What I learned from Djuki Mala

This Aboriginal dance group did more than entertain me. They reached out to me across Australia’s cultural divide.

Dance isn’t my thing, but Djuki Mala was hilarious, possibly the best entertainment at Perth Fringe Festival this year. These five dancers might be the most entertaining representatives of Aboriginal culture in Australia.

They started by introducing themselves as Yolngu people from Arnhem Land, a culture much older than ours. They built rapport through honesty, acknowledging the clashes between their ancestors and ours, and how Aboriginal people were treated as non-persons (not even able to vote until 1967). They also shared the struggles of their community, and the story of the grandfather who inspired them to dance.

It was breathtaking: traditional dance in moody lighting, with campfire scenes screened on the backdrop. I felt more like a guest than an observer, as if they’d invited me into their culture. Continue reading “What I learned from Djuki Mala”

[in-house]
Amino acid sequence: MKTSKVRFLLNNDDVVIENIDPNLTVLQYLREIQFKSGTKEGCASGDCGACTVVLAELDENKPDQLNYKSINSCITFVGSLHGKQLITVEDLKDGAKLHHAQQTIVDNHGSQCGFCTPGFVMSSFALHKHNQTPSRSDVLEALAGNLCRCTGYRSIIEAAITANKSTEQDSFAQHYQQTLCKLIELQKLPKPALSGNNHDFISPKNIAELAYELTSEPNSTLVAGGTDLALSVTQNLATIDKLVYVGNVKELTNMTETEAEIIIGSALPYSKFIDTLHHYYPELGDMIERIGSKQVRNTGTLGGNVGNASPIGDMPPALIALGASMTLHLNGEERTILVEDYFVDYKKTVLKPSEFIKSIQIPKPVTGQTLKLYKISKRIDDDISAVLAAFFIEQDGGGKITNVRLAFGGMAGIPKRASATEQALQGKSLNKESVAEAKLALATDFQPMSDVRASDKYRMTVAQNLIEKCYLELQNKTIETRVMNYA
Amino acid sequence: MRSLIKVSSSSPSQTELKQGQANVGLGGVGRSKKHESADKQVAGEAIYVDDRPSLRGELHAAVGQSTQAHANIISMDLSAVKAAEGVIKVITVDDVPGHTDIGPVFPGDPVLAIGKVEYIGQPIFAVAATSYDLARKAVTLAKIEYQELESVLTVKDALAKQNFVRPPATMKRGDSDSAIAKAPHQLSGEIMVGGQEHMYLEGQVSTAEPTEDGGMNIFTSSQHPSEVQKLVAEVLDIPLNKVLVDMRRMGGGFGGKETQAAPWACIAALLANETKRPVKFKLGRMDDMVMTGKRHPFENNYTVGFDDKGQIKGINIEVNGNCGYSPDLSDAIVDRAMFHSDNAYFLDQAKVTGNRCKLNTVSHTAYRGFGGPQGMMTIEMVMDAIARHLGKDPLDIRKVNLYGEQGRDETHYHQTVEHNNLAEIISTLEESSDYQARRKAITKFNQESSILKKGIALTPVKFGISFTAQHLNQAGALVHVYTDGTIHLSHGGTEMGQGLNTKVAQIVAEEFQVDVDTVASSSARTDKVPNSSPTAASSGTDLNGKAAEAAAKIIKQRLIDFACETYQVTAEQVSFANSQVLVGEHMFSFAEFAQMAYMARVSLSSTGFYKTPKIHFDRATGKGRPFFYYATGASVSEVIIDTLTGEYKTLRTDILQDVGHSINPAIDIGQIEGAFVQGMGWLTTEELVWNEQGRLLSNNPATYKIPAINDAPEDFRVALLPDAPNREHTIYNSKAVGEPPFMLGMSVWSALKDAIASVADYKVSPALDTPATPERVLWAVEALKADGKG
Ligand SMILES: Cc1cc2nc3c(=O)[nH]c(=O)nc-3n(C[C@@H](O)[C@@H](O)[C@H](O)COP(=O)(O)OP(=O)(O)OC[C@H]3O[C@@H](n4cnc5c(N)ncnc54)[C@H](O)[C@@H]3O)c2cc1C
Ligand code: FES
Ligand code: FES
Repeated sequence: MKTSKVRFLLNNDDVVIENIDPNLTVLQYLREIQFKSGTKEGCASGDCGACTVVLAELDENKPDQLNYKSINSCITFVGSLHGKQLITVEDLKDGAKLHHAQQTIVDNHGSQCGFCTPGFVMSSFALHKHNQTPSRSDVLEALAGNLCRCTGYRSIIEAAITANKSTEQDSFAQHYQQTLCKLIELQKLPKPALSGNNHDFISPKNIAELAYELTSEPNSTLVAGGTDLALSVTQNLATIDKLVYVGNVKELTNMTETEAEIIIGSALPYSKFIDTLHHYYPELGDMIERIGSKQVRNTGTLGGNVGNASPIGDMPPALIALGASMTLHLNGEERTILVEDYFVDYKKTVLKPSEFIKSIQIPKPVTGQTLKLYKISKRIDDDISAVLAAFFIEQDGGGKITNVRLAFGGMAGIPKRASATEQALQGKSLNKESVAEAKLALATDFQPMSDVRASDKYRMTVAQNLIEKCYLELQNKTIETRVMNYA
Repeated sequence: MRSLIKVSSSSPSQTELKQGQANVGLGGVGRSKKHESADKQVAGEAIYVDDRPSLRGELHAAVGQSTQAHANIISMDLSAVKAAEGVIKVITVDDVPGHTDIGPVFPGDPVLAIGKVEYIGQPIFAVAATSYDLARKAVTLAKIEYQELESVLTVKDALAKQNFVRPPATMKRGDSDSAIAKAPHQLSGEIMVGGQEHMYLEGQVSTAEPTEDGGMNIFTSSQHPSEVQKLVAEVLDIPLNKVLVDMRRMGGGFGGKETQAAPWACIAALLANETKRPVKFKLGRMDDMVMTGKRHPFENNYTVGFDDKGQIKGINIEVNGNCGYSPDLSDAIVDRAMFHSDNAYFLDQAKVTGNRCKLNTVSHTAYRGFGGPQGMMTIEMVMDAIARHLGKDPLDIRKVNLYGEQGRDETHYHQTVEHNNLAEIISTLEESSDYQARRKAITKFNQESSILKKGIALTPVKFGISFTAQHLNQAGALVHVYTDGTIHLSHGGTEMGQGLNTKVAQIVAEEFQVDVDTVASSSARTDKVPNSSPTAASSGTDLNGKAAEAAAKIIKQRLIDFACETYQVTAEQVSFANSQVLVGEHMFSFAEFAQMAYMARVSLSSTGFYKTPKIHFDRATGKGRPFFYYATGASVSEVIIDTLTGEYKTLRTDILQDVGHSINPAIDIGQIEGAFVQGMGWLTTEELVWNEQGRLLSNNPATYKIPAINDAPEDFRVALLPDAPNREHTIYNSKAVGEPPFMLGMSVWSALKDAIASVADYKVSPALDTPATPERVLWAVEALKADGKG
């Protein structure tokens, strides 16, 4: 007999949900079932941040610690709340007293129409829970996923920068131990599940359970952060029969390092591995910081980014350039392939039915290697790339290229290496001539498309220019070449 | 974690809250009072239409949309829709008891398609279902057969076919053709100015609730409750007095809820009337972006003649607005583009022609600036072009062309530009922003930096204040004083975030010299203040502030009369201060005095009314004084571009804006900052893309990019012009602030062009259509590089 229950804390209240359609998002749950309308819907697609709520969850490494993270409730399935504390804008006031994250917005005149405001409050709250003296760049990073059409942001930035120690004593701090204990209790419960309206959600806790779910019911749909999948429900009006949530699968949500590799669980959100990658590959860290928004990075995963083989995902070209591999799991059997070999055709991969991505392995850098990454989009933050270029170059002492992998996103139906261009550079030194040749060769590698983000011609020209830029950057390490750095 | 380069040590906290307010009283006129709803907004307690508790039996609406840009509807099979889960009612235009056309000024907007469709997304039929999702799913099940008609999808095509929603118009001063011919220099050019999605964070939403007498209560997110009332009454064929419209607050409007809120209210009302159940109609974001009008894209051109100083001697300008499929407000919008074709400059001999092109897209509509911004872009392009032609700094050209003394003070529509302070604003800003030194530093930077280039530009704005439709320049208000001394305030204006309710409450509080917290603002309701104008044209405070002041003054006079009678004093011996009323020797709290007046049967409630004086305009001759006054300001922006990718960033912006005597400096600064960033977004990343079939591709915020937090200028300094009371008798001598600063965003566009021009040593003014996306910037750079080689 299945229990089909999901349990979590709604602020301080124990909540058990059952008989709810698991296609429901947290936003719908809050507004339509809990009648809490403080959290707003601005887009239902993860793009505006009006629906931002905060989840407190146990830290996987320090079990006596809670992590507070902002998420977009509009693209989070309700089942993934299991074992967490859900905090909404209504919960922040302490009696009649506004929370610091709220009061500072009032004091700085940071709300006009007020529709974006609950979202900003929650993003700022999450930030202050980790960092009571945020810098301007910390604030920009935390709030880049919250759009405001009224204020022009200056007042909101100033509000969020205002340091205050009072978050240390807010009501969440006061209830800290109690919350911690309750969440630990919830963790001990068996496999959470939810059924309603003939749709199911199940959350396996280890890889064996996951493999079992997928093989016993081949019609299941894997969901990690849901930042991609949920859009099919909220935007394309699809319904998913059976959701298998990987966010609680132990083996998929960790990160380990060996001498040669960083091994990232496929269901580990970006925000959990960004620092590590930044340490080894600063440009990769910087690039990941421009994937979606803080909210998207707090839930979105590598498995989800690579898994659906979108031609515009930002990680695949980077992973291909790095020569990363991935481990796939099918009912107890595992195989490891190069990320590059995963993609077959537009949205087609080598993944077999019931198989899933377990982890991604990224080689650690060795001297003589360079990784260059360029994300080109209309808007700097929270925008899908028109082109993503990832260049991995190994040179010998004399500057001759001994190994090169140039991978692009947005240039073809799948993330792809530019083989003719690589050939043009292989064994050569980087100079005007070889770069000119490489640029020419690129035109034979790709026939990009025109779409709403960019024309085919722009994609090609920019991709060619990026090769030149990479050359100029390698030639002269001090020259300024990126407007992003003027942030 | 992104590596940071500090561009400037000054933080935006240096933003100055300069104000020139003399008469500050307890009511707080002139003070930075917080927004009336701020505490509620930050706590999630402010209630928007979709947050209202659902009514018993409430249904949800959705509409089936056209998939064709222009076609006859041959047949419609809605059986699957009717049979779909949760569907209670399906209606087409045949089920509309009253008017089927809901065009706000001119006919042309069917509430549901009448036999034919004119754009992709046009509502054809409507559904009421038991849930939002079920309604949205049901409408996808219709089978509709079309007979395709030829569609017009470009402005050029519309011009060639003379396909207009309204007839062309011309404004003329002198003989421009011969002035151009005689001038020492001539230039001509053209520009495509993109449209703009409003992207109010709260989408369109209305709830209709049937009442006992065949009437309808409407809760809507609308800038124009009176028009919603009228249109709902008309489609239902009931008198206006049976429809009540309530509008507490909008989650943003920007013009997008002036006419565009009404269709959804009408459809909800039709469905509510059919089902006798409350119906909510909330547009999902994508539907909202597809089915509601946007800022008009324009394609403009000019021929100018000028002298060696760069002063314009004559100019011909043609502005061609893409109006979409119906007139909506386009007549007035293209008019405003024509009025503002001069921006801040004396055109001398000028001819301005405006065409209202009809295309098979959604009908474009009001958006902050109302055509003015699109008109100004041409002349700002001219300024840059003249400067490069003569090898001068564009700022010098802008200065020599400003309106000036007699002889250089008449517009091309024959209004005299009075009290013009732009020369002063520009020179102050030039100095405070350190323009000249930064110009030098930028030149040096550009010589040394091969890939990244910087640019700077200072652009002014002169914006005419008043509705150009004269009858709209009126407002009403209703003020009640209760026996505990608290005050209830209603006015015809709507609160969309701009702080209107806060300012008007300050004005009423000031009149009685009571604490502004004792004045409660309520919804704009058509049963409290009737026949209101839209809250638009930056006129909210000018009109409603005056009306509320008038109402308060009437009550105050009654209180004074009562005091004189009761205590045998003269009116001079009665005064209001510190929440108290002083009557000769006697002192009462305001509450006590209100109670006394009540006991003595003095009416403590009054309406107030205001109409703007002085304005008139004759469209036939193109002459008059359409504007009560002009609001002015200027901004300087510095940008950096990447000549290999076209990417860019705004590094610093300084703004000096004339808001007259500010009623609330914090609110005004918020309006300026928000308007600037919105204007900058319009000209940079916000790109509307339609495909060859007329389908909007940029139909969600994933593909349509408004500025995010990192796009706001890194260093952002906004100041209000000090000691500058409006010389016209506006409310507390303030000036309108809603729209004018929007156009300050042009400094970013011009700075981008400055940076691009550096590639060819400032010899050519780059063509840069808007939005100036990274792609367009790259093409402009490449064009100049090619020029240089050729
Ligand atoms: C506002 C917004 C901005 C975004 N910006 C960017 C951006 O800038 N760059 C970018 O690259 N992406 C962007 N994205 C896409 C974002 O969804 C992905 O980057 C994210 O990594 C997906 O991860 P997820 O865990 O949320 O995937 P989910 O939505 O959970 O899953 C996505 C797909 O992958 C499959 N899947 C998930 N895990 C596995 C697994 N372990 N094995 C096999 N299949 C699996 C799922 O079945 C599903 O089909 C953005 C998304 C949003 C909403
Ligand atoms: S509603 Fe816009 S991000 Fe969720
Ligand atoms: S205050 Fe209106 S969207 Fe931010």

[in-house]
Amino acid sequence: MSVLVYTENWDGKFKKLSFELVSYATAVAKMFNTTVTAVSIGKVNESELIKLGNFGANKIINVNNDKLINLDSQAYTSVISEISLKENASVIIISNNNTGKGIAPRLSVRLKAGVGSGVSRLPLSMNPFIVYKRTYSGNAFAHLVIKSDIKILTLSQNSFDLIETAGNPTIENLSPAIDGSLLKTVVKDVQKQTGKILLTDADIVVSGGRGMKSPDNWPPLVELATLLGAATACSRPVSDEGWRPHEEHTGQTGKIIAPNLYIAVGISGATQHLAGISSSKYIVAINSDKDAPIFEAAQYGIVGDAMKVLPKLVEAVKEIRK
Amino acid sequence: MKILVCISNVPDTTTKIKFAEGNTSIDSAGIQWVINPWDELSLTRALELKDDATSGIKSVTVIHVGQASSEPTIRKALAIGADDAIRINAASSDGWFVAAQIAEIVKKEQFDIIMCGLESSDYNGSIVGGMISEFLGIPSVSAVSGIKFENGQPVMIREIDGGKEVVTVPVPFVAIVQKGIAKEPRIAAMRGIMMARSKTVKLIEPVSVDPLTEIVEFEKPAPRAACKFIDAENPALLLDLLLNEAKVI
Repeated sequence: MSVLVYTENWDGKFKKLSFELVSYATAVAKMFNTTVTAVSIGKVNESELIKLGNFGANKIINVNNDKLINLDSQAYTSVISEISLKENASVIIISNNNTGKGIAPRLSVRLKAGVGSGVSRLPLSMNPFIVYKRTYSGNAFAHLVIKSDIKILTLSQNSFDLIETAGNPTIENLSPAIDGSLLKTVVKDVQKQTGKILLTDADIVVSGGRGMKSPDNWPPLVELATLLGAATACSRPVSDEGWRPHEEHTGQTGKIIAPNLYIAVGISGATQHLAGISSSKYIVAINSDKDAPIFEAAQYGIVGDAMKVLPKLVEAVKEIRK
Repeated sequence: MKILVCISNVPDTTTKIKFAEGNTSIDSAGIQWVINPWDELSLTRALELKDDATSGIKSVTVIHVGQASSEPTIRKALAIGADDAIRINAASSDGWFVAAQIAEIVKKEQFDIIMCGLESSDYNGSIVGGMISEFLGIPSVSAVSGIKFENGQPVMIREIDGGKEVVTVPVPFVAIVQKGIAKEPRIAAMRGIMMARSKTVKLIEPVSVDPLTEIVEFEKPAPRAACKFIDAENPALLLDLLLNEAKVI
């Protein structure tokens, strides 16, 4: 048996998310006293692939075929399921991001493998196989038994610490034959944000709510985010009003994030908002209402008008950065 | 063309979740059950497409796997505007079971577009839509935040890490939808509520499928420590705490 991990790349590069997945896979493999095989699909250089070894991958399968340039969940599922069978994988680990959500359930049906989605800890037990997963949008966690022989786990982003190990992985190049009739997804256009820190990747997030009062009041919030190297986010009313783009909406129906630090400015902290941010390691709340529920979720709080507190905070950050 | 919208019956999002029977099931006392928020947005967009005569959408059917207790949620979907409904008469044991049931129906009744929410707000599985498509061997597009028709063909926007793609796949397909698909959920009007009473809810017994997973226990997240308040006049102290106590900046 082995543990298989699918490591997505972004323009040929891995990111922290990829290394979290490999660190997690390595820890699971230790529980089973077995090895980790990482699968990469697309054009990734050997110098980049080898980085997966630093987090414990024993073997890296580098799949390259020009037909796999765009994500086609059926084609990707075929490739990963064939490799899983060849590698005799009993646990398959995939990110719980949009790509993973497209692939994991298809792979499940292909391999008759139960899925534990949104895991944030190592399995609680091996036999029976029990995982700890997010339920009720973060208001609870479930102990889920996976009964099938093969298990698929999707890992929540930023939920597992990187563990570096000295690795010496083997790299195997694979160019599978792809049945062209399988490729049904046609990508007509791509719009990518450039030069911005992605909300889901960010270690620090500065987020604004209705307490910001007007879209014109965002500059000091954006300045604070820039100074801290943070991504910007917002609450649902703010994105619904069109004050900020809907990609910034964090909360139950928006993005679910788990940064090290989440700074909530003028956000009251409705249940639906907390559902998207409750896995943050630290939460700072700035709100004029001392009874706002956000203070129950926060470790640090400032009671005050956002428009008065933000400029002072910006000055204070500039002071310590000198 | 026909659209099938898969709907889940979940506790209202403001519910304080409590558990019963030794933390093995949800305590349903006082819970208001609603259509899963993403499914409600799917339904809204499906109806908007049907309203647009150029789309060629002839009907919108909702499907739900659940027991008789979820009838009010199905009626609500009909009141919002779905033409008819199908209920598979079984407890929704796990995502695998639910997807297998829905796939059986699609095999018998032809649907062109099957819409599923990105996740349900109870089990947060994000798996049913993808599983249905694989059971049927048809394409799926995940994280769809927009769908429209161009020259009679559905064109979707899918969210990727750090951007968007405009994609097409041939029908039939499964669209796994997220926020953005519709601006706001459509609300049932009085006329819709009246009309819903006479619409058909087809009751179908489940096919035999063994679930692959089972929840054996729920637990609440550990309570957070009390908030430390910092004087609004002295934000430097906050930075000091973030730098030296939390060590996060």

True believers, in the land of Oz

How are we doing with representing God’s kingdom in Australia?

A funny thing happened on the way to the kingdom. We thought big-name evangelists like Billy Graham could save the world. We thought recounting healings would convince people that God’s alive and well. Think again. Now only half the Aussie population (52%) call themselves “Christian.” Just 50 years ago, it was 9 out of 10 (88%).

What happened? Perhaps we should ask them. McCrindle Research did just that. They asked Aussies what attracted them to faith, and what turned them off. Want to know what answers they got? Continue reading “True believers, in the land of Oz”